Houses burned and sporadic gunfire echoed in East Timor’s capital today, while violent pro-Indonesia militiamen appeared to be retreating ahead of a UN peacekeeping force that could arrive within days.
Tens of thousands of refugees–some desperately scavenging nearby hills for roots and leaves–waited for airdrops of food, expected to begin tomorrow. Hundreds of families were forced from their homes in Dili by army-backed militias and don’t have access to proper food or clean water.
"Dili is empty now. There are only ghosts of massacres," East Timorese rebel leader Jose Alexandre "Xanana" Gusmao said in Jakarta, the Indonesian capital. Gusmao, expected to be the first president of an independent East Timor, is living in the British Embassy in Jakarta until it is safe to return home.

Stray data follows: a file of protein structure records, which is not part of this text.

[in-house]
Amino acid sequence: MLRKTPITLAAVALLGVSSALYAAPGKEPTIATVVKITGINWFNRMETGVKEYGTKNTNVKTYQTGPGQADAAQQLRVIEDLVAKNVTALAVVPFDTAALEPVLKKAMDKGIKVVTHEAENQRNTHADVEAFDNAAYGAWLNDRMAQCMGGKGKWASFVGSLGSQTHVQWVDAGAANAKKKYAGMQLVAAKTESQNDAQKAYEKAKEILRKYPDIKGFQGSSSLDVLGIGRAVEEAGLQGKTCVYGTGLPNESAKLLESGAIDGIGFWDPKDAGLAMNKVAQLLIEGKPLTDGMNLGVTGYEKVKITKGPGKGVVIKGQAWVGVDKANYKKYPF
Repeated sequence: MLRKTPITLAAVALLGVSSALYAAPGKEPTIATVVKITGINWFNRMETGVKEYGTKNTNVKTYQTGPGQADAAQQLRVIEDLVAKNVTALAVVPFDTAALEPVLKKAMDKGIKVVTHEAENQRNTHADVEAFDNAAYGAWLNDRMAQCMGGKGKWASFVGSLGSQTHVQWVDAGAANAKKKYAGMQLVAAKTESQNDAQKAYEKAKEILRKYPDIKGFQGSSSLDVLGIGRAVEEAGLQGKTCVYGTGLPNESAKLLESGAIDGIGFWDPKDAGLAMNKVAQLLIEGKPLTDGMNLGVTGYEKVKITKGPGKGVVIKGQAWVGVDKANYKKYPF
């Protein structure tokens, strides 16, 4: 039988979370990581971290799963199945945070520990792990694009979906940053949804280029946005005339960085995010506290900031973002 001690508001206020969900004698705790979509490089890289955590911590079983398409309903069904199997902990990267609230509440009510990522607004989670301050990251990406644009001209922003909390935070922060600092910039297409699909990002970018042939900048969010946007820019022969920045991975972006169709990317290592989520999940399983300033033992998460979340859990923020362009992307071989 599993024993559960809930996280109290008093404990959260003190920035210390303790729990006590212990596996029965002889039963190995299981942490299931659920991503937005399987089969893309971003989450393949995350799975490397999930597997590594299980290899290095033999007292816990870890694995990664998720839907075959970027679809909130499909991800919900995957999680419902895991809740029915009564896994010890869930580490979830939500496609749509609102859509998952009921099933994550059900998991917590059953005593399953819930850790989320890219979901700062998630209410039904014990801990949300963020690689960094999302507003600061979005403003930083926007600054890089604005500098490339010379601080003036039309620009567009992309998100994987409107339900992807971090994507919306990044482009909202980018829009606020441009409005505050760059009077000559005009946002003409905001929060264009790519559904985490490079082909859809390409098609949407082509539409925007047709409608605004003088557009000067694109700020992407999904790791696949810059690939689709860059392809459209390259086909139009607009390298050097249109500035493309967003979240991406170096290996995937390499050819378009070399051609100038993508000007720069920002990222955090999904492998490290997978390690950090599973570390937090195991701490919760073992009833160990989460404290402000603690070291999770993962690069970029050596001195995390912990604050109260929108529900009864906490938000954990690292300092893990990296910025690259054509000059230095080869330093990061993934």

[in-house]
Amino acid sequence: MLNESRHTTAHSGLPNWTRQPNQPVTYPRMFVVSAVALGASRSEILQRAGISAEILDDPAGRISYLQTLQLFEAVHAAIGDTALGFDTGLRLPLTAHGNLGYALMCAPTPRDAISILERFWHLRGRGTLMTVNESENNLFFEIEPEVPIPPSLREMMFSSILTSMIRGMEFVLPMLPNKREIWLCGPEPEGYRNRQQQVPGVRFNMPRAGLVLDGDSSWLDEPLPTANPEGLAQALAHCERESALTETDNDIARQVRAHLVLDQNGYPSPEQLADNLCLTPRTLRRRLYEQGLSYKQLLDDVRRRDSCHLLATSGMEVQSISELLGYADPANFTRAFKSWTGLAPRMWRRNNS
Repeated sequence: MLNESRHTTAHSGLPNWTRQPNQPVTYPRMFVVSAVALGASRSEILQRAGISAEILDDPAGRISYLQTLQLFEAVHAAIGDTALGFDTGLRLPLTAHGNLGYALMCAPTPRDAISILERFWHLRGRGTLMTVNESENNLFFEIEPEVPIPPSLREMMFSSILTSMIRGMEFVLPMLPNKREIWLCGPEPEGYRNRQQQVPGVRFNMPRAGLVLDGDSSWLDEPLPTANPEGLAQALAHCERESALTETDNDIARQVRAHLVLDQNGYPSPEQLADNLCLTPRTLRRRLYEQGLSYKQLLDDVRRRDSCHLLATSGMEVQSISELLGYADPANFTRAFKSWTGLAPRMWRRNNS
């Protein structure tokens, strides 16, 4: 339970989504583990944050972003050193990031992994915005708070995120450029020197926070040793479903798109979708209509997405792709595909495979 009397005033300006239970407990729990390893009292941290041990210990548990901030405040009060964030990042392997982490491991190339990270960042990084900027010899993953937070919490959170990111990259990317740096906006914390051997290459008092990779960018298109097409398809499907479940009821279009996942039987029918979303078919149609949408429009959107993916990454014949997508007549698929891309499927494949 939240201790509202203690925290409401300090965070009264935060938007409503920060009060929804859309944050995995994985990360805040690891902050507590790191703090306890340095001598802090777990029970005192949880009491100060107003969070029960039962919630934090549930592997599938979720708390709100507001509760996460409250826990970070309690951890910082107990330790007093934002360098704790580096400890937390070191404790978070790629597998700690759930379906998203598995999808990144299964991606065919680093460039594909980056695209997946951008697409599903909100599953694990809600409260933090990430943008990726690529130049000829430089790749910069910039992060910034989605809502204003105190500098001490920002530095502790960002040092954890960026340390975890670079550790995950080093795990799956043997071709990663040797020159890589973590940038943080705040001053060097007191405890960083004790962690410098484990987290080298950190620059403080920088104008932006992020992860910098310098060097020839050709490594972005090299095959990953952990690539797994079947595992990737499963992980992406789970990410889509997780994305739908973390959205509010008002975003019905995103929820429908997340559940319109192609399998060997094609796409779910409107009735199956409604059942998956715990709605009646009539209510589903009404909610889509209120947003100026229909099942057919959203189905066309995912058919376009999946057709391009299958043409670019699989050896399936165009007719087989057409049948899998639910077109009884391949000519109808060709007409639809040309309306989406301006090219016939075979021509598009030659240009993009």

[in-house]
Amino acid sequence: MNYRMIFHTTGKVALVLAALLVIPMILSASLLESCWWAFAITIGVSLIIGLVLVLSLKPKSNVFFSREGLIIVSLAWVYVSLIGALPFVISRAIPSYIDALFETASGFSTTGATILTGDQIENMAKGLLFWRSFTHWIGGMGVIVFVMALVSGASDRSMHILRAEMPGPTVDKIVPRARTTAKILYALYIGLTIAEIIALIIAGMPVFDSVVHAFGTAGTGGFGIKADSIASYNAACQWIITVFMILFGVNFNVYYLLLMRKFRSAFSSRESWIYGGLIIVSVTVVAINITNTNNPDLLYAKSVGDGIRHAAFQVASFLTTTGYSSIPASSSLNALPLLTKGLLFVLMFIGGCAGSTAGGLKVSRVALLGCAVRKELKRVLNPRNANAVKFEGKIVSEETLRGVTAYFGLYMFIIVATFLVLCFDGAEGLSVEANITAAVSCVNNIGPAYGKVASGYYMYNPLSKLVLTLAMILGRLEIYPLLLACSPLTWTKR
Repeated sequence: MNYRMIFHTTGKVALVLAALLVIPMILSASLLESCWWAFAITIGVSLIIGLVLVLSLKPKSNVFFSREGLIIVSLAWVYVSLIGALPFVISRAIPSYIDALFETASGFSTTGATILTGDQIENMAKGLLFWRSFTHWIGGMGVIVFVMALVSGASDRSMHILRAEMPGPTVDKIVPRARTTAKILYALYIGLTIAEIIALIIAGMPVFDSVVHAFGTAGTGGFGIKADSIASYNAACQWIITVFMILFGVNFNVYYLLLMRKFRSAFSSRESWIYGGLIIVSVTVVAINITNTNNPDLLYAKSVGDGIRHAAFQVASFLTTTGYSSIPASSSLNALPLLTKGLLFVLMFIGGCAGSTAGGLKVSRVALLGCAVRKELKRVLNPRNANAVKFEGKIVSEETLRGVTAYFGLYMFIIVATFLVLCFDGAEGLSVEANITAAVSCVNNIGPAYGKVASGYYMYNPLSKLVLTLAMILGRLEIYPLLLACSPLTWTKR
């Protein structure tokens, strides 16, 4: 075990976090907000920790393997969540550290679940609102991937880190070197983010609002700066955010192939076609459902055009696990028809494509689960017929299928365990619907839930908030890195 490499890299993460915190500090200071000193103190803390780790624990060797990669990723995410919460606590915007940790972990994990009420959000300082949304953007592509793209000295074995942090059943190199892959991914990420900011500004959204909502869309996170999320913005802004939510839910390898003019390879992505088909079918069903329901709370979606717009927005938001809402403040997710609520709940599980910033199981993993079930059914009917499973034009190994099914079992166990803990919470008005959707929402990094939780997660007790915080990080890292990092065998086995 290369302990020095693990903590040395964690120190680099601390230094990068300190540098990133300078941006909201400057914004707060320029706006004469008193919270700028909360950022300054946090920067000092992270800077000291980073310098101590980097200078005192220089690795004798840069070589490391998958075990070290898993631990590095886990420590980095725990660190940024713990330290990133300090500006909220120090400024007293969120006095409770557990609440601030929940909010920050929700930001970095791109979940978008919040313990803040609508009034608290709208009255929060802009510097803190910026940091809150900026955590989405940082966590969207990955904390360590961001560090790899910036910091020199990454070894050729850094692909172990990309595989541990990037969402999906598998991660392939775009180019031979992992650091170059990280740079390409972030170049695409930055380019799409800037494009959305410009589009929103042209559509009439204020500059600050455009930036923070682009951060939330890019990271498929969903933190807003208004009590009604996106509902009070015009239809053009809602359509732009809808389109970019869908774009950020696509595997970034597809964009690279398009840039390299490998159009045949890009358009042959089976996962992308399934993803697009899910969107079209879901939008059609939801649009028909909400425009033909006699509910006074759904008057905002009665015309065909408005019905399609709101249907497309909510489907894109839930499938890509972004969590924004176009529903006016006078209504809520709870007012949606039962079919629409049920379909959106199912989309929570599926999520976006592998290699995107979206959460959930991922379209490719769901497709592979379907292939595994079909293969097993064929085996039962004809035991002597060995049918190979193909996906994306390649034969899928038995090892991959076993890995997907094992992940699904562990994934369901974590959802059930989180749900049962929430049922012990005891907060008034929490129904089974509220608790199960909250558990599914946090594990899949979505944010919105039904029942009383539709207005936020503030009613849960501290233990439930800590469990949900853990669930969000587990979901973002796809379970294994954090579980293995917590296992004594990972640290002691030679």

The UN Security Council today authorized an international peacekeeping force to move into the territory and use "all necessary measures" to stop the militias. The first contingent of peacekeepers could arrive by the weekend.
An estimated 300,000 people have been driven from their homes or from the country altogether. Hundreds and possibly thousands of independence supporters have been killed since the UN-supervised vote on Aug. 30.
- Father Reynaldo Cardozo, Roman Catholic priest, St. Anthony’s Church, Warwick, Rhode Island. Father Cardozo once lived in East Timor.
- Andrew McNoughton, an observer during the East Timor independence referendum.
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